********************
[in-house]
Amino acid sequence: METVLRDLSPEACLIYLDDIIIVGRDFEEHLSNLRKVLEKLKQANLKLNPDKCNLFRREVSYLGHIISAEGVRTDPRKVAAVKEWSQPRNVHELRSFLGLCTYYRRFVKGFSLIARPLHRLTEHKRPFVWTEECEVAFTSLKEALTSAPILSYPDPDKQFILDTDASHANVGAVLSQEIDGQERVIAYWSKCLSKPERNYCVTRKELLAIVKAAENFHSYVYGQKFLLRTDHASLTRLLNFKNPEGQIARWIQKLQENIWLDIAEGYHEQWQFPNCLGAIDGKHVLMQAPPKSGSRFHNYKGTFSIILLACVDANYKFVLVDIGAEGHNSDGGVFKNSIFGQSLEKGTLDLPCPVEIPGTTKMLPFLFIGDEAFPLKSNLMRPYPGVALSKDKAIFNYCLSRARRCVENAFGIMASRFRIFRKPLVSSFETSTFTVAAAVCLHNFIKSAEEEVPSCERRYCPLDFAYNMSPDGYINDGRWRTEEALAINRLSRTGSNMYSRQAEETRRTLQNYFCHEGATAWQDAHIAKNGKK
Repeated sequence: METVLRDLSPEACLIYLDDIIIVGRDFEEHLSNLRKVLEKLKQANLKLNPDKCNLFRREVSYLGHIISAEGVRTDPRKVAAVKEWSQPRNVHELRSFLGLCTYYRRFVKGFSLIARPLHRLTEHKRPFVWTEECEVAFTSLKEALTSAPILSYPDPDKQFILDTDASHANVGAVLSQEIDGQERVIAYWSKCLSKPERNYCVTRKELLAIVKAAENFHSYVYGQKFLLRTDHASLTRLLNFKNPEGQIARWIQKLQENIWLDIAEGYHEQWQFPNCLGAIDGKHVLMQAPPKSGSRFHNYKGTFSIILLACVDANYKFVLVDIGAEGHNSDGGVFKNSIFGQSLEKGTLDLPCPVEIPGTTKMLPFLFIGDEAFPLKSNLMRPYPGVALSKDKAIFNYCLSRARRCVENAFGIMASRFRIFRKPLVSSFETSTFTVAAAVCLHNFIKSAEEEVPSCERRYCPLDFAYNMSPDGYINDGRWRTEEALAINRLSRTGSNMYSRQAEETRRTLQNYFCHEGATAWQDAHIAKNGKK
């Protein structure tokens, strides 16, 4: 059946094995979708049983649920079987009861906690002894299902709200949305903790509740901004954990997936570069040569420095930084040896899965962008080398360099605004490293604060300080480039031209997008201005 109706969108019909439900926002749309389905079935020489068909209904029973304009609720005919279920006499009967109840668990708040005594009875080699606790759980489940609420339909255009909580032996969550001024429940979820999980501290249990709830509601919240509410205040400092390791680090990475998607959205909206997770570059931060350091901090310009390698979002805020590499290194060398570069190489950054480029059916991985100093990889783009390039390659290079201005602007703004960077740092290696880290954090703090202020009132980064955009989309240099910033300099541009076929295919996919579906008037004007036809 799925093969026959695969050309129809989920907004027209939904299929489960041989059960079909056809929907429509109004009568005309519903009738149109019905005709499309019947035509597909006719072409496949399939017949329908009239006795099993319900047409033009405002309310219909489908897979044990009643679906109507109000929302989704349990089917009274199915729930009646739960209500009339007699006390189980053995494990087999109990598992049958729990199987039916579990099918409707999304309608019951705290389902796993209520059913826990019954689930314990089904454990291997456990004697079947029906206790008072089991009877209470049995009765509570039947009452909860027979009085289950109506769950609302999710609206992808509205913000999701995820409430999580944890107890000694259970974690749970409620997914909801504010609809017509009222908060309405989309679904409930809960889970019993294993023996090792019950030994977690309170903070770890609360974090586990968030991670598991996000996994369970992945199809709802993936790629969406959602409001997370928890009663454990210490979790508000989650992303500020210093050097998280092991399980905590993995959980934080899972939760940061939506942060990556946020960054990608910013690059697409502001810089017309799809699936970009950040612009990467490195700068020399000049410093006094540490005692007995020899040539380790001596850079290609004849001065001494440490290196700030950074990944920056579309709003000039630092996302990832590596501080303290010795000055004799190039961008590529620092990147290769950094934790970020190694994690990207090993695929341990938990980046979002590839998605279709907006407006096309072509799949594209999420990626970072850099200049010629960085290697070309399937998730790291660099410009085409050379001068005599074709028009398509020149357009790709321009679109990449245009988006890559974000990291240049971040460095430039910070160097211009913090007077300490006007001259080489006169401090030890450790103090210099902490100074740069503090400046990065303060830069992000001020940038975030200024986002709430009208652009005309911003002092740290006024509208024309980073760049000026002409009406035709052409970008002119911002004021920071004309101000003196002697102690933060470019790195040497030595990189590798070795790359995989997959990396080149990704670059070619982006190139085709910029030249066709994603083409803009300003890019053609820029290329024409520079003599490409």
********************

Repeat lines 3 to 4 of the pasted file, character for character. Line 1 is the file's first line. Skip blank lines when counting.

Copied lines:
Repeated sequence: METVLRDLSPEACLIYLDDIIIVGRDFEEHLSNLRKVLEKLKQANLKLNPDKCNLFRREVSYLGHIISAEGVRTDPRKVAAVKEWSQPRNVHELRSFLGLCTYYRRFVKGFSLIARPLHRLTEHKRPFVWTEECEVAFTSLKEALTSAPILSYPDPDKQFILDTDASHANVGAVLSQEIDGQERVIAYWSKCLSKPERNYCVTRKELLAIVKAAENFHSYVYGQKFLLRTDHASLTRLLNFKNPEGQIARWIQKLQENIWLDIAEGYHEQWQFPNCLGAIDGKHVLMQAPPKSGSRFHNYKGTFSIILLACVDANYKFVLVDIGAEGHNSDGGVFKNSIFGQSLEKGTLDLPCPVEIPGTTKMLPFLFIGDEAFPLKSNLMRPYPGVALSKDKAIFNYCLSRARRCVENAFGIMASRFRIFRKPLVSSFETSTFTVAAAVCLHNFIKSAEEEVPSCERRYCPLDFAYNMSPDGYINDGRWRTEEALAINRLSRTGSNMYSRQAEETRRTLQNYFCHEGATAWQDAHIAKNGKK
């Protein structure tokens, strides 16, 4: 059946094995979708049983649920079987009861906690002894299902709200949305903790509740901004954990997936570069040569420095930084040896899965962008080398360099605004490293604060300080480039031209997008201005 109706969108019909439900926002749309389905079935020489068909209904029973304009609720005919279920006499009967109840668990708040005594009875080699606790759980489940609420339909255009909580032996969550001024429940979820999980501290249990709830509601919240509410205040400092390791680090990475998607959205909206997770570059931060350091901090310009390698979002805020590499290194060398570069190489950054480029059916991985100093990889783009390039390659290079201005602007703004960077740092290696880290954090703090202020009132980064955009989309240099910033300099541009076929295919996919579906008037004007036809 799925093969026959695969050309129809989920907004027209939904299929489960041989059960079909056809929907429509109004009568005309519903009738149109019905005709499309019947035509597909006719072409496949399939017949329908009239006795099993319900047409033009405002309310219909489908897979044990009643679906109507109000929302989704349990089917009274199915729930009646739960209500009339007699006390189980053995494990087999109990598992049958729990199987039916579990099918409707999304309608019951705290389902796993209520059913826990019954689930314990089904454990291997456990004697079947029906206790008072089991009877209470049995009765509570039947009452909860027979009085289950109506769950609302999710609206992808509205913000999701995820409430999580944890107890000694259970974690749970409620997914909801504010609809017509009222908060309405989309679904409930809960889970019993294993023996090792019950030994977690309170903070770890609360974090586990968030991670598991996000996994369970992945199809709802993936790629969406959602409001997370928890009663454990210490979790508000989650992303500020210093050097998280092991399980905590993995959980934080899972939760940061939506942060990556946020960054990608910013690059697409502001810089017309799809699936970009950040612009990467490195700068020399000049410093006094540490005692007995020899040539380790001596850079290609004849001065001494440490290196700030950074990944920056579309709003000039630092996302990832590596501080303290010795000055004799190039961008590529620092990147290769950094934790970020190694994690990207090993695929341990938990980046979002590839998605279709907006407006096309072509799949594209999420990626970072850099200049010629960085290697070309399937998730790291660099410009085409050379001068005599074709028009398509020149357009790709321009679109990449245009988006890559974000990291240049971040460095430039910070160097211009913090007077300490006007001259080489006169401090030890450790103090210099902490100074740069503090400046990065303060830069992000001020940038975030200024986002709430009208652009005309911003002092740290006024509208024309980073760049000026002409009406035709052409970008002119911002004021920071004309101000003196002697102690933060470019790195040497030595990189590798070795790359995989997959990396080149990704670059070619982006190139085709910029030249066709994603083409803009300003890019053609820029290329024409520079003599490409």